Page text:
Arrow-right Camera
The Spokesman-Review Newspaper

The Spokesman-Review Newspaper The Spokesman-Review

Spokane, Washington  Est. May 19, 1883
Rain 53° Rain
News >  Pacific NW

Climber’s death on popular Oregon peak underscores dangers

A rescue helicopter and ground teams attempt to reach stranded climbers on Mount Hood in Oregon on Tuesday, Feb. 13, 2018. Rescuers scrambled up Oregon's tallest peak Tuesday after a climber fell several hundred feet and several others were stranded, authorities said. (Dave Killen / Oregonian)
A rescue helicopter and ground teams attempt to reach stranded climbers on Mount Hood in Oregon on Tuesday, Feb. 13, 2018. Rescuers scrambled up Oregon's tallest peak Tuesday after a climber fell several hundred feet and several others were stranded, authorities said. (Dave Killen / Oregonian)
By Gillian Flaccus Associated Press

GOVERNMENT CAMP, Ore. – Oregon’s tallest peak rises above the streets of downtown Portland, its gorgeous snow-capped slopes luring 10,000 climbers a year.

The picture postcard view of Mount Hood makes it one of the most visited snow-capped peaks in the U.S., a destination to check off during any respectable visit to the City of Roses.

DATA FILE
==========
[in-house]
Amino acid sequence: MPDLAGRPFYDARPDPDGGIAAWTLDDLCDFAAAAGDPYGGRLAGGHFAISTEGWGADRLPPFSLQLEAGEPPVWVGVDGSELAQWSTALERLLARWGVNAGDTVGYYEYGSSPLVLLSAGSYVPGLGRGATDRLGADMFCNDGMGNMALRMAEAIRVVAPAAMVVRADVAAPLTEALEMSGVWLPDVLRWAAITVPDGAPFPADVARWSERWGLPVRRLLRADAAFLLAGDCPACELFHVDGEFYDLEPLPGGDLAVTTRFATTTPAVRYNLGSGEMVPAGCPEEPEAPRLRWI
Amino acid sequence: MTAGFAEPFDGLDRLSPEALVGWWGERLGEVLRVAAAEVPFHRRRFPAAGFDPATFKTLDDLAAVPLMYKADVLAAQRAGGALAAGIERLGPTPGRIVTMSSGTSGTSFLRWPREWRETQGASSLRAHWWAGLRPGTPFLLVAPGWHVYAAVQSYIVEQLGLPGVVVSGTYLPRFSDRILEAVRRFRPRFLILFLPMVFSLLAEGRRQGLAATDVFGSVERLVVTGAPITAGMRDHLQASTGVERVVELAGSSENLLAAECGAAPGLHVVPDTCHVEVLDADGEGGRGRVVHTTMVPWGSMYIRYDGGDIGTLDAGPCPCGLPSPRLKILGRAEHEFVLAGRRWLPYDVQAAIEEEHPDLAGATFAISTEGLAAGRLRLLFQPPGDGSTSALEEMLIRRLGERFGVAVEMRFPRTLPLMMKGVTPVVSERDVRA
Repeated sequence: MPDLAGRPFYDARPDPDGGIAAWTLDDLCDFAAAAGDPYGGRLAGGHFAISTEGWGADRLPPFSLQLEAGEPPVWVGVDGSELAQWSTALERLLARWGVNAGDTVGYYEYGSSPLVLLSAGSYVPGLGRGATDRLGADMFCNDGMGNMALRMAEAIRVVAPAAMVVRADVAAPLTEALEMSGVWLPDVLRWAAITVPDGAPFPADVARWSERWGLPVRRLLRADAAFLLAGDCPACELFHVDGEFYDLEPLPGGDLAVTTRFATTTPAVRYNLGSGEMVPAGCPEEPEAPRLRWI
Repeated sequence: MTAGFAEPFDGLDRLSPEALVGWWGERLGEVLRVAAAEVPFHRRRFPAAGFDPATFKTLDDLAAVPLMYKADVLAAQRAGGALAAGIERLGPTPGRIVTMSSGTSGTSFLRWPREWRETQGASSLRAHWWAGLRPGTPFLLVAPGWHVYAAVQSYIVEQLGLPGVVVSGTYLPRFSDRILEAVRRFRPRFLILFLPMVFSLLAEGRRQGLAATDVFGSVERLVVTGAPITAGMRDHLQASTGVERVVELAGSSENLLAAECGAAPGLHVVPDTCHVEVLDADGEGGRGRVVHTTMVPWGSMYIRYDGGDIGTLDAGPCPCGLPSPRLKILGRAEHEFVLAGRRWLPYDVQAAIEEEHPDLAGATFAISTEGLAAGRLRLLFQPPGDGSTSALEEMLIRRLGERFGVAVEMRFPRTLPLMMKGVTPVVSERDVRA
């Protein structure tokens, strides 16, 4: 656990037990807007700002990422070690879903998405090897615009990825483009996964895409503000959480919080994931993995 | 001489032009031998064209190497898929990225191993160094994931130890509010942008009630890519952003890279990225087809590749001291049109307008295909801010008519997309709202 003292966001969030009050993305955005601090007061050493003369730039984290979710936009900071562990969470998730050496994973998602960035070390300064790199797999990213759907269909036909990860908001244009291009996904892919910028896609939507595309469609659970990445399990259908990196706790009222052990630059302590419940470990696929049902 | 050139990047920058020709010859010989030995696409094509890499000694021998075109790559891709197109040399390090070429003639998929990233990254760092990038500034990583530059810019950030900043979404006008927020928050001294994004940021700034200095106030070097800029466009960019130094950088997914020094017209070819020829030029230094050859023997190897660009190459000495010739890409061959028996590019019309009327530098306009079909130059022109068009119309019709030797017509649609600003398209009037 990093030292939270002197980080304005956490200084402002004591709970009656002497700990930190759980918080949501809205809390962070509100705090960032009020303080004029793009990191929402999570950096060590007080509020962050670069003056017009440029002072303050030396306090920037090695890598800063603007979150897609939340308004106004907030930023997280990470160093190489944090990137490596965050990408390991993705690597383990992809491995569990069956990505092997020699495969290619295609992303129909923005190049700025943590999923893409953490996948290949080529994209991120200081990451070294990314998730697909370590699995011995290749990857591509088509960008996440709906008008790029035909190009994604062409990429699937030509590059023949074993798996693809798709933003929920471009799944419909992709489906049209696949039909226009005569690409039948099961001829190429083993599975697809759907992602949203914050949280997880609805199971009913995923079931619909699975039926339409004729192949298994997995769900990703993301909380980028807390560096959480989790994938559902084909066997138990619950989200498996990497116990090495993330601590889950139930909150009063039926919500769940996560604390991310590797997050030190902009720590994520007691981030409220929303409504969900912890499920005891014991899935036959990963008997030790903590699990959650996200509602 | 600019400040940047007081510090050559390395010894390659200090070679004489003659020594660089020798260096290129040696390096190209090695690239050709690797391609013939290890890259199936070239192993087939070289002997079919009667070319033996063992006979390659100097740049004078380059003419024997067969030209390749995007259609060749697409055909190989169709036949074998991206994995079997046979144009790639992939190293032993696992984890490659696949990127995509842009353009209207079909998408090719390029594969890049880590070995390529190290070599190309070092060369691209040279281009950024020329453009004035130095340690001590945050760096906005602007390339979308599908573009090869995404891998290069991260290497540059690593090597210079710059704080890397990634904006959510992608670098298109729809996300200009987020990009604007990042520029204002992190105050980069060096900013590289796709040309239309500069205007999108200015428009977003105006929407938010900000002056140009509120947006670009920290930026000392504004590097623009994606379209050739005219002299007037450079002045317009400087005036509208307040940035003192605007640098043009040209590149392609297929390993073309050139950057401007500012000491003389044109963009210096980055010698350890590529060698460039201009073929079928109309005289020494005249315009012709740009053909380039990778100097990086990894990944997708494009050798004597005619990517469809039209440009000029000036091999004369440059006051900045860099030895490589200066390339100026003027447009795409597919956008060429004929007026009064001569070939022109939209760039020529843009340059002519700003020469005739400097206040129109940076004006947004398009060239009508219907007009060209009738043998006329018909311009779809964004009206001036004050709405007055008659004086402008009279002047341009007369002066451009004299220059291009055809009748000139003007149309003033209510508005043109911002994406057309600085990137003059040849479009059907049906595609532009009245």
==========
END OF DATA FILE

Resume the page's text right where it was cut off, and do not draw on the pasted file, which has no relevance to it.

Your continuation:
“It just stands there and calls to you – and during clear weather like we’ve had the past couple of days, that mountain is there calling to anyone who’s ever thought about climbing it,” said Mark Morford, spokesman for Portland Mountain Rescue.

But Mount Hood’s accessibility and beauty obscure a treacherous history that once again came into focus Tuesday, when one man plummeted 1,000 feet to his death and three more were stranded on its icy slopes as a storm approached.

More than 130 climbers have died trying to reach the top of the dormant volcano, including a party of school children and teachers who froze to death in 1986 and several climbers whose bodies haven’t been found.

Compounding the difficulty Tuesday’s rescue was the fact that for at least several hours, officials weren’t sure exactly how many people remained on Mount Hood. At one point, they said they could be looking for anywhere between seven and 15.

Unlike rules in place for climbing some other iconic peaks in the West and Alaska, there is no registration requirement to scale Mount Hood. And no one monitors the skill level or preparedness of those attempting ascents. There is also no limit on how many can summit the 11,240-foot mountain daily.

That honor system and the peak’s proximity to a major city can combine for a chaotic climbing environment on a mountain that’s home to 11 active glaciers and deep crevasses, and prone to avalanches and erratic weather.

It takes only 90 minutes to drive from Portland to Timberline Lodge, where climbers can park in a lot only 5,000 feet below the summit. Properly prepared climbers in good shape can complete the climb and return to Portland for dinner.

“There’s a bunch of warning signs in here but if someone says, ‘Hey, I’m on vacation in Oregon and I’ve never climbed a mountain before and I want to climb Mount Hood,’ there’s nothing keeping them from doing it,” said Sgt. Brian Jensen, spokesman for the Clackamas County Sheriff’s Department.

Sheriff’s officials on Wednesday identified the dead climber as Miha Sumi, 35, of Portland and said he and his group had “mid-level experience” and were properly equipped with ice axes, crampons and helmets.